Monthly Archives: January 2016

When We Get Stuck

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Here we are, on the verge of something great!  It is right in front of us, in plain sight, a brand new endeavor, a great idea, something that’s going to either change the world, change our lives, or just be one heck of a great time!  The path in front of us is clear, exciting, invigorating.  Never have we felt so alive!  With excitement, enthusiasm, and passion, we enter this new endeavor without hesitation.  We do our due diligence, of course, but the excitement of what lies ahead by far overwhelms any concerns about what could possibly go wrong.

But then it happens.  Shortly into this new endeavor, due to something we either overlooked, poorly estimated, or never even considered in the first place, we find ourselves stuck, much like I was in Vail’s Orient Bowl.  That morning, I got off the ski lift, and saw the 15″ of fresh powder that Vail had recently received.  Instead of following tracks already made by those who skied in this area earlier in the day, I wanted to make my own tracks.  I expected a wild ride through this fresh powder!  On the contrary, I suddenly found myself slowing down, and sinking. The realization that I would find myself at a standstill, and need to work to dig my way back on track, is much akin to the realization many of us have when we realize that some aspect of our plan is not going to materialize the way we had anticipated.

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What is strange is that this experience, of suddenly finding myself stuck occurred at Vail Resort.  Vail Resort is not only home to one of the largest and highest rated ski resorts in the world, but it is also home to a ski museum, which has artifacts of the history of both skiing and the resort itself.

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Vail ski mountain was founded by a man named Pete Siebert, who fought in World War 2 as part of the U.S. Army’s 10th Mountain Division.  This group of soldiers trained in the mountains of Colorado, mainly on skis, and were subsequently deployed to Northern Italy to lead an attack, on skis, in the heart of one of the Nazi strongholds in the region.  Many of the soldiers from the 10th Mountain Division, despite being from many different places all over the country, found their way back to Colorado, and alongside Siebert, helped develop the skiing industry into what it is today.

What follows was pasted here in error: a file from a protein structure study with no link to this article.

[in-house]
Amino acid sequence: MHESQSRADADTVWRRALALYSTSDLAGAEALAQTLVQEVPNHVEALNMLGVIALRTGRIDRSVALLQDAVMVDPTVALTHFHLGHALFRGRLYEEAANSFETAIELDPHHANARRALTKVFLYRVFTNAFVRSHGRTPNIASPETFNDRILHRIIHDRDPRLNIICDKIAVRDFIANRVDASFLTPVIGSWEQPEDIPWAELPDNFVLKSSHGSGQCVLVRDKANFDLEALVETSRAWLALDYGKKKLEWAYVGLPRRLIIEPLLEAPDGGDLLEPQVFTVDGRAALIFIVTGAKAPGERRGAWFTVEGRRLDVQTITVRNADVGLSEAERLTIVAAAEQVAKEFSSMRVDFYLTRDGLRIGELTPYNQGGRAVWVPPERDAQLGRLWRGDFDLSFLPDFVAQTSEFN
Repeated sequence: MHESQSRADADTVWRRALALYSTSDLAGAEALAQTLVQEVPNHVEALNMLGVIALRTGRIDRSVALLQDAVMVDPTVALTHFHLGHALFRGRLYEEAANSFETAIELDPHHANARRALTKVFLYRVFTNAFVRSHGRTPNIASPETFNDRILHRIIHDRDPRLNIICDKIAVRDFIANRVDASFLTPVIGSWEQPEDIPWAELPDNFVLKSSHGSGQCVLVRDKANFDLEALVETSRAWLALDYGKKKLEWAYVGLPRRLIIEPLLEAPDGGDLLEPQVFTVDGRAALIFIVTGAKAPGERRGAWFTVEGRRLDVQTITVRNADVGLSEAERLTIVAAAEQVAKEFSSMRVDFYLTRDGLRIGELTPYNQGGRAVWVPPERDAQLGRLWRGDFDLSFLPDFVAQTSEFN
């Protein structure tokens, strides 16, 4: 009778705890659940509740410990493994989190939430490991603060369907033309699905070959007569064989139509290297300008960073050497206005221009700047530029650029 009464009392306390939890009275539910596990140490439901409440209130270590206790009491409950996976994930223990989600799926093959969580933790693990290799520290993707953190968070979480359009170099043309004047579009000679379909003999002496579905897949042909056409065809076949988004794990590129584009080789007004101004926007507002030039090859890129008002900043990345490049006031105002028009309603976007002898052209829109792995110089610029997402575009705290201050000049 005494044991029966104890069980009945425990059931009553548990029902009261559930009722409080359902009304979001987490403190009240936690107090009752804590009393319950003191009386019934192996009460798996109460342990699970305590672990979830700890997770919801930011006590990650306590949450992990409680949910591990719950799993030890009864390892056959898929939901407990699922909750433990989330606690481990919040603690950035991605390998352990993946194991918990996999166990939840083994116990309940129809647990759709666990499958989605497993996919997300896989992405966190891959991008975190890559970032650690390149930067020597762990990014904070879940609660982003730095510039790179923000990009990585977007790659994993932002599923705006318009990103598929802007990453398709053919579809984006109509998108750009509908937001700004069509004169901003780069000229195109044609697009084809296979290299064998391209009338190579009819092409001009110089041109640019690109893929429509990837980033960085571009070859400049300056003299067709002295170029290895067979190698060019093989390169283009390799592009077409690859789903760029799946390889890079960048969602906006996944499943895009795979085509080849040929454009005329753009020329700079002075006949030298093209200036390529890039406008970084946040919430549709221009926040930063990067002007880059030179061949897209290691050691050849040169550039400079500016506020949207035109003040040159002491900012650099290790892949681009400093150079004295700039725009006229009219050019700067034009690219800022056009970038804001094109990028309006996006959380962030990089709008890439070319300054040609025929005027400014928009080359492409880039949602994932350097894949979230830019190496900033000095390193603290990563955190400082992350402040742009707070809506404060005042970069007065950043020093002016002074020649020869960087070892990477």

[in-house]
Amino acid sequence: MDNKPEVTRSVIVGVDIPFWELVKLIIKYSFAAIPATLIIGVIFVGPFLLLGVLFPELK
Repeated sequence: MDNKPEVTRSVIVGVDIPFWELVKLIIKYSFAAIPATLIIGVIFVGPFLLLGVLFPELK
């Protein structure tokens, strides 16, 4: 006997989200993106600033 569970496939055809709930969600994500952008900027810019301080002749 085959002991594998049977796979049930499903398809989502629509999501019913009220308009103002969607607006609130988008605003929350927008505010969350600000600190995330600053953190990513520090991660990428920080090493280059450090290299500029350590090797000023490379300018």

The story of skiing, and the story of Vail is summarized quite nicely at the Colorado Ski Museum.  In fact, the museum has other exhibits, including one on snowboarding, a bunch of facts about the origin of downhill skiing, which pre-dates Vail and even the 10th Mountain Division’s World War II efforts, and one that shows the history of the U.S. participation in skiing and snowboarding events in the Olympic Games.

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Yes, I had to get my picture taken with one of my favorite athletes, even if it is only a cardboard cutout.  I was not sure if I would get kicked out for taking this photo, so I made it quick.

The abridged version of the story of Vail is that it opened on December 15, 1962, struggled for a couple of years (the second year they had a snow drought and brought in the Southern Ute Indian Tribe to perform a snow dance for them), and then the resort took off in the later half of the 1960s.  After that, the resort periodically expanded, eventually combined with Beaver Creek and became what it is today.  For more details, I would seriously recommend visiting the museum.  With only a $3 suggested donation, it is a great activity for kind of day where skiers and snowboarders need to take an hour or two off due to weather or exhaustion.

The aspect of Vail’s history that is largely not covered by the Museum is the one that pertained to my own experience earlier that day- getting stuck.  The museum has an exhibit, and a video describing the 10th Mountain Division, how they trained, and what they accomplished.  They also describe the history of Vail as a ski resort in detail.  But, the 10th Mountain Division disbanded at the end of 1945, when the war ended.  Vail resort opened in 1962.  The only discussion of this roughly 17 year time period between these two events, was that Mr. Siebert was looking for the perfect place to open a ski resort.

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In detail, what did Pete Siebert do from 1946 through roughly 1960 (when he started laying the groundwork for Vail)?  Nobody knows, but it is definitely possible that he got stuck, much in the same way I was earlier that day.  Maybe, like many who returned from World War II, he came back and did not know what to do during Peacetime.  Or maybe, he looked at places for years and could not find the right one.  It is possible that he could have had a few “false starts”.